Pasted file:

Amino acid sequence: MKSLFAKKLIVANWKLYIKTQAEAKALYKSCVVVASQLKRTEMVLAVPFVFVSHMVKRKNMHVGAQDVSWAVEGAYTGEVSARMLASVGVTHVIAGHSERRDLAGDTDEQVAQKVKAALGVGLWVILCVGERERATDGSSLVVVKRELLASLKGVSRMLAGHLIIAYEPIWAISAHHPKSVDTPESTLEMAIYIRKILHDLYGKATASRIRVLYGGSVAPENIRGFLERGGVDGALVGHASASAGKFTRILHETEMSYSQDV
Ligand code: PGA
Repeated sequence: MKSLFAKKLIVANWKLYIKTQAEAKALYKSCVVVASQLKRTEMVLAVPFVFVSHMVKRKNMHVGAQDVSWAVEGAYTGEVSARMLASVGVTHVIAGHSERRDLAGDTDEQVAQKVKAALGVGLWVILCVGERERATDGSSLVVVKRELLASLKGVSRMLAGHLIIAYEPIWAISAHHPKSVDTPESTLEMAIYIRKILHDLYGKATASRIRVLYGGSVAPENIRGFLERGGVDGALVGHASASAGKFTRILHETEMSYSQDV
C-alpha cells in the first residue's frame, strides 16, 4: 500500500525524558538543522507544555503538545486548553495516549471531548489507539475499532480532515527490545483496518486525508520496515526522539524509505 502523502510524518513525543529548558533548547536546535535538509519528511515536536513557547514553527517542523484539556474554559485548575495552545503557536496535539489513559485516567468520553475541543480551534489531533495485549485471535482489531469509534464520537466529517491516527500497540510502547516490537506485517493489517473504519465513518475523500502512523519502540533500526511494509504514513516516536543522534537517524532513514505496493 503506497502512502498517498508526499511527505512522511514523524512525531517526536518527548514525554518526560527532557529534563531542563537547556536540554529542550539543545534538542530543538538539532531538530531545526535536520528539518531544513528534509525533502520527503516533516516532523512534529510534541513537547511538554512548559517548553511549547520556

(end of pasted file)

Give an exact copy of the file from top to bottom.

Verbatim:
Amino acid sequence: MKSLFAKKLIVANWKLYIKTQAEAKALYKSCVVVASQLKRTEMVLAVPFVFVSHMVKRKNMHVGAQDVSWAVEGAYTGEVSARMLASVGVTHVIAGHSERRDLAGDTDEQVAQKVKAALGVGLWVILCVGERERATDGSSLVVVKRELLASLKGVSRMLAGHLIIAYEPIWAISAHHPKSVDTPESTLEMAIYIRKILHDLYGKATASRIRVLYGGSVAPENIRGFLERGGVDGALVGHASASAGKFTRILHETEMSYSQDV
Ligand code: PGA
Repeated sequence: MKSLFAKKLIVANWKLYIKTQAEAKALYKSCVVVASQLKRTEMVLAVPFVFVSHMVKRKNMHVGAQDVSWAVEGAYTGEVSARMLASVGVTHVIAGHSERRDLAGDTDEQVAQKVKAALGVGLWVILCVGERERATDGSSLVVVKRELLASLKGVSRMLAGHLIIAYEPIWAISAHHPKSVDTPESTLEMAIYIRKILHDLYGKATASRIRVLYGGSVAPENIRGFLERGGVDGALVGHASASAGKFTRILHETEMSYSQDV
C-alpha cells in the first residue's frame, strides 16, 4: 500500500525524558538543522507544555503538545486548553495516549471531548489507539475499532480532515527490545483496518486525508520496515526522539524509505 502523502510524518513525543529548558533548547536546535535538509519528511515536536513557547514553527517542523484539556474554559485548575495552545503557536496535539489513559485516567468520553475541543480551534489531533495485549485471535482489531469509534464520537466529517491516527500497540510502547516490537506485517493489517473504519465513518475523500502512523519502540533500526511494509504514513516516536543522534537517524532513514505496493 503506497502512502498517498508526499511527505512522511514523524512525531517526536518527548514525554518526560527532557529534563531542563537547556536540554529542550539543545534538542530543538538539532531538530531545526535536520528539518531544513528534509525533502520527503516533516516532523512534529510534541513537547511538554512548559517548553511549547520556